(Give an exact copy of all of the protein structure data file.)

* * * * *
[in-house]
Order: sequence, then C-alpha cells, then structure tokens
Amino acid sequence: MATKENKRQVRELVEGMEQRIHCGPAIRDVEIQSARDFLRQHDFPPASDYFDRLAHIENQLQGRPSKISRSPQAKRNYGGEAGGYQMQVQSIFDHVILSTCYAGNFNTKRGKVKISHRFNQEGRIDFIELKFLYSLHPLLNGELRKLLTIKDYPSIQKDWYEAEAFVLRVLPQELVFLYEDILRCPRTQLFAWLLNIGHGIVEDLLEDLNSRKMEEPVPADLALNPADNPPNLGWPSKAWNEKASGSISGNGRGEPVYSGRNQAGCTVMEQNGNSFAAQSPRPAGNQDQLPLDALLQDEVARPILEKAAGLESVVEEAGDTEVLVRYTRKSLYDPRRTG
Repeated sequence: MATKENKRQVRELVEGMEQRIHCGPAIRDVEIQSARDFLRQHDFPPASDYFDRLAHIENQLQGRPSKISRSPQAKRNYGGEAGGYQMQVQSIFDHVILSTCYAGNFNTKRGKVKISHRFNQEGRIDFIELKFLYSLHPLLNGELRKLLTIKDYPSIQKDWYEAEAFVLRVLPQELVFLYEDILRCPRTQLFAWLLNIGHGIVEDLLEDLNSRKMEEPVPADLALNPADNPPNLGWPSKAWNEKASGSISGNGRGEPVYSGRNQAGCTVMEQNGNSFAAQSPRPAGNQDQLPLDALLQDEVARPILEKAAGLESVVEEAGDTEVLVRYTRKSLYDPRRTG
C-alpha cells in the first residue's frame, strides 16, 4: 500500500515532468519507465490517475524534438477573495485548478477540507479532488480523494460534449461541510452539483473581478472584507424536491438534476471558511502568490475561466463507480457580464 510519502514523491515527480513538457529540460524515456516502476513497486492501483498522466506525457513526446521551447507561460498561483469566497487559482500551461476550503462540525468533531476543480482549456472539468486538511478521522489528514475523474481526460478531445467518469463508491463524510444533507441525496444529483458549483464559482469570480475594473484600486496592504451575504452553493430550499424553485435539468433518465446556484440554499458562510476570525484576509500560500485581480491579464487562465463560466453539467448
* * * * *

[in-house]
Order: sequence, then C-alpha cells, then structure tokens
Amino acid sequence: MATKENKRQVRELVEGMEQRIHCGPAIRDVEIQSARDFLRQHDFPPASDYFDRLAHIENQLQGRPSKISRSPQAKRNYGGEAGGYQMQVQSIFDHVILSTCYAGNFNTKRGKVKISHRFNQEGRIDFIELKFLYSLHPLLNGELRKLLTIKDYPSIQKDWYEAEAFVLRVLPQELVFLYEDILRCPRTQLFAWLLNIGHGIVEDLLEDLNSRKMEEPVPADLALNPADNPPNLGWPSKAWNEKASGSISGNGRGEPVYSGRNQAGCTVMEQNGNSFAAQSPRPAGNQDQLPLDALLQDEVARPILEKAAGLESVVEEAGDTEVLVRYTRKSLYDPRRTG
Repeated sequence: MATKENKRQVRELVEGMEQRIHCGPAIRDVEIQSARDFLRQHDFPPASDYFDRLAHIENQLQGRPSKISRSPQAKRNYGGEAGGYQMQVQSIFDHVILSTCYAGNFNTKRGKVKISHRFNQEGRIDFIELKFLYSLHPLLNGELRKLLTIKDYPSIQKDWYEAEAFVLRVLPQELVFLYEDILRCPRTQLFAWLLNIGHGIVEDLLEDLNSRKMEEPVPADLALNPADNPPNLGWPSKAWNEKASGSISGNGRGEPVYSGRNQAGCTVMEQNGNSFAAQSPRPAGNQDQLPLDALLQDEVARPILEKAAGLESVVEEAGDTEVLVRYTRKSLYDPRRTG
C-alpha cells in the first residue's frame, strides 16, 4: 500500500515532468519507465490517475524534438477573495485548478477540507479532488480523494460534449461541510452539483473581478472584507424536491438534476471558511502568490475561466463507480457580464 510519502514523491515527480513538457529540460524515456516502476513497486492501483498522466506525457513526446521551447507561460498561483469566497487559482500551461476550503462540525468533531476543480482549456472539468486538511478521522489528514475523474481526460478531445467518469463508491463524510444533507441525496444529483458549483464559482469570480475594473484600486496592504451575504452553493430550499424553485435539468433518465446556484440554499458562510476570525484576509500560500485581480491579464487562465463560466453539467448